Pat Kennedy wasn’t a relative to the ‘other’ Kennedys, but he was never anxious to tell others that. It was nice in those balmy days of 1961 to ride the smooth carpet of the most famous name in America. Thought, in all honesty, Pat never ‘lived off’ the name. He made his own way to Washington, D.C. and the Peace Corps, he was a good guy who treated everyone fairly, and unlike many others, didn’t use his ‘connections’ to make his way in the agency.
Like most of those early staffers he had ‘family money’ and he was young, twenty-eight, married to Ellen Conroy a wonderful (and in my opinion, much smarter wife. Ellen who, by the way, was the sister of Frank Conroy, who wrote the wonderful Stop-Time, and was for years director of the Iowa Writer’s Program, but back to Pat.) Pat was a teaching fellow at the University of Wisconsin in Madison (history) when he heard about JFK’s late-night challenge to the students at the University of Michigan. (You’ll be hearing a lot about that 2 a.m. event in Michigan in the months ahead.)
Pat Kennedy had a connect to JFK–a real connection–and that was Lemoyne Billings, a close (and strange friend) as we would come to know, of JFK. Pat had worked with Billings while campaigning for Kennedy in Wisconsin.
In December 1960, Pat and Ellen left the snows of Wisconsin to drive into the snows of Washington, D.C. It was a cross country drive that would change his life forever.
Some background on Padraic Kennedy. While he had an Irish name, he really was a wealthy WASP (not that I have anything against them) who was named after the Irish poet, Padraic Colum. (Pat did not write poetry, but Ellen was a real French scholar who translated African poets into English before that became vogue. She was a first class scholar in her own right. I was reading Ellen’s essays in the Kenyon Review before I ever heard of the Peace Corps!)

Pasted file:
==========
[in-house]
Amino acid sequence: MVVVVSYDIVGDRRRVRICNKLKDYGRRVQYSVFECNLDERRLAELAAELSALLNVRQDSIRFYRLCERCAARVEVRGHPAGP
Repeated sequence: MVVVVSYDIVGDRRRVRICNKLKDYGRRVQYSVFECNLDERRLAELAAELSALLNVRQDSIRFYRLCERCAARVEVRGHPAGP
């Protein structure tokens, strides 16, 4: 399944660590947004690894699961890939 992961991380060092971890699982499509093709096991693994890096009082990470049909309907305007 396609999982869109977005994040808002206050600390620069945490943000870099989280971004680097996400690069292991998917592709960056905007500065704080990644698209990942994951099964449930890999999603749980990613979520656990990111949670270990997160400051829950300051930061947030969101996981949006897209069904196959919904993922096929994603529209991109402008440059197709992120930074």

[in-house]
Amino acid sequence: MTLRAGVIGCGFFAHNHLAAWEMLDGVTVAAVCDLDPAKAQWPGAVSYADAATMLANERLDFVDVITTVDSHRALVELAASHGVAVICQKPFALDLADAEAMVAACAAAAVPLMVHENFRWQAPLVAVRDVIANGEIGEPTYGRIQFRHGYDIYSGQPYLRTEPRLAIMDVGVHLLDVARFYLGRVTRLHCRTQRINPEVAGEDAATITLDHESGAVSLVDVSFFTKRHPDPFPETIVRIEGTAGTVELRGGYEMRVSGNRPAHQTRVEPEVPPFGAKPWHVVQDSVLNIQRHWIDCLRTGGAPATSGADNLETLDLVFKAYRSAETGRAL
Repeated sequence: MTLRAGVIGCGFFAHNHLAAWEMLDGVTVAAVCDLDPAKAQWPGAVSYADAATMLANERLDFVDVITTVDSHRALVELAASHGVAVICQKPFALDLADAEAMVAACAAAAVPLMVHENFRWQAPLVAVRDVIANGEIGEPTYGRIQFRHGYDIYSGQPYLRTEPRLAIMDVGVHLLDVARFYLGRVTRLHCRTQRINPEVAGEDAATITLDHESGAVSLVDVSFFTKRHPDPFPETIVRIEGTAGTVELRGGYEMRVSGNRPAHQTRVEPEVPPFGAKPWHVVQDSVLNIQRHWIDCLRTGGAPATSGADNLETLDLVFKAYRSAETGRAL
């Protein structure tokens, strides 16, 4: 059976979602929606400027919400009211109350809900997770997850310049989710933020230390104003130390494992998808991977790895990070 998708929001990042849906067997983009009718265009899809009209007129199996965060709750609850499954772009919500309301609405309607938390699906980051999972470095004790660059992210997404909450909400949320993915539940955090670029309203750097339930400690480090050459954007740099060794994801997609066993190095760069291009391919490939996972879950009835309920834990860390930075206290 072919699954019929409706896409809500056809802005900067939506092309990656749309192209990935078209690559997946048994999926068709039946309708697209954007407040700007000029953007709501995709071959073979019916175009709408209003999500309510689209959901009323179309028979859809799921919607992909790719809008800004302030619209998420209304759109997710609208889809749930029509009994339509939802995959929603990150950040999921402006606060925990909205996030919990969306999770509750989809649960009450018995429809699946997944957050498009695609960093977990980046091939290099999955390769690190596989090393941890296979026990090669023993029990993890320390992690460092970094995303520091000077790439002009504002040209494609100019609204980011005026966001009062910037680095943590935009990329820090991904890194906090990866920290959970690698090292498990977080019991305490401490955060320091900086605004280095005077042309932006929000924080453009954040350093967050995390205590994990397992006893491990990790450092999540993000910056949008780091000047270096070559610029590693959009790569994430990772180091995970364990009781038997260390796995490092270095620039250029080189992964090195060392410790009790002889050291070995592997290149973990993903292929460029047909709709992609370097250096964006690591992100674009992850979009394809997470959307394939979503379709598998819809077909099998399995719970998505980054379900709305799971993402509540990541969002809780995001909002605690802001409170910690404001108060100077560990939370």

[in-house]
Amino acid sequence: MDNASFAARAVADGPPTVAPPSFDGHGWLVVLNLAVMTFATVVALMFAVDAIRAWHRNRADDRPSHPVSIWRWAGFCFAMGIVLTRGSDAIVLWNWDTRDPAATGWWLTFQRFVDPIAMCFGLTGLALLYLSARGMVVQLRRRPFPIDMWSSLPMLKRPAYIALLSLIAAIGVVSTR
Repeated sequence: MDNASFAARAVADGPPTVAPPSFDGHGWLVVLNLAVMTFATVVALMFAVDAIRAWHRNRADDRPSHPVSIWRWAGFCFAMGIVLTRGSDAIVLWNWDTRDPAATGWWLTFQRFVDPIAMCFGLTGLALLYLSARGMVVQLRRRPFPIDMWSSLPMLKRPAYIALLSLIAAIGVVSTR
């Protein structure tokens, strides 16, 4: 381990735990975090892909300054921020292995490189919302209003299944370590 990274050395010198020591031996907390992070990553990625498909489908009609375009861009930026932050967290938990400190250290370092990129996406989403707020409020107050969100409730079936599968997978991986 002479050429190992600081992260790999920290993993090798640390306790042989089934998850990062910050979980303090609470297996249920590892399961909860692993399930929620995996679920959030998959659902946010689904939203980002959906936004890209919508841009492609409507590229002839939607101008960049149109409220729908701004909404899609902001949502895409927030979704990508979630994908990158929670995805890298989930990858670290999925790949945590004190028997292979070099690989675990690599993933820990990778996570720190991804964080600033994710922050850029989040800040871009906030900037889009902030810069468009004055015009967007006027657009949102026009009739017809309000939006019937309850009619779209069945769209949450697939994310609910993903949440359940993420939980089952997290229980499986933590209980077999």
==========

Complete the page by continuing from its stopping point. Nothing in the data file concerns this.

Pat had been in the Army in Europe (drafted, as we all were) and then studied at Columbia, and was awarded a Woodrow Wilson Fellowship. He was going to be a teacher. At Wisconsin he had earned his M.A. in American history, published a couple articles in historical journals about Senator Robert LaFollette and the foreign policy of the Progressives.
But all that academic stuff went out the window when he took over the job of directing Kennedy’s campaign headquarters in Madison. He says of that period, “my effectiveness was considerably enhance by my name. Everyone wondered which of the Kennedys I was.”
After the campaign he turned down the job of Exective Director of the Democratic Party in Wisconsin. He wanted to be in Washington where the action was. And that’s where Lemoyne Billings comes into the story.
In her book, Come As You Are: The Peace Corps Story, Coates Redmon quotes Kennedy:
“Arriving in D.C. I made a date with Lem Billings to go hear George Shearing at the Embers, and I told him I was really interested in the Peace Corps. As luck would have it, Lem was going down to Palm Beach the next day to be with the president-elect. He scared me, though. He said he didn’t know for sure whether or not JFK had used the peace corps idea as campaign bait or whether he was interested in it seriously–whether it was actually going to be part of his administration. Then I thought to myself. ‘Now, don’t be ridiculous. The man proposed it in a major foreign policy speech. [Cow Palace] Surely he couldn’t renege on it.”
“I didn’t hear anything from Lem for about a month, and then one night back in Madison after grading blue books until 2:00 a.m., I fell asleep when the phone rang. It was so cold I almost didn’t get up, but you wonder about phone calls at that hour, so I got up and answered it. A woman said, ‘Mr. Kennedy? The White House is calling.’ In a second, there was Lem Billings on the phone saying cheerily, ‘Guess where I am.’
“I said, ‘Are you at the White House by any change?’
“I’m not only at the White House,’ said Billings. ‘I’m in the Lincoln bed. Are you still interested in the Peace Corps?’
‘Well, I’ve talked to Sarge Shriver and he’d like you to come to Washington for an interview immeditely. How soon can you get here?’
‘I said, ‘I’ll be there in twenty-four hours.’”
[Part One of Padraic Kennedy Goes To Washington]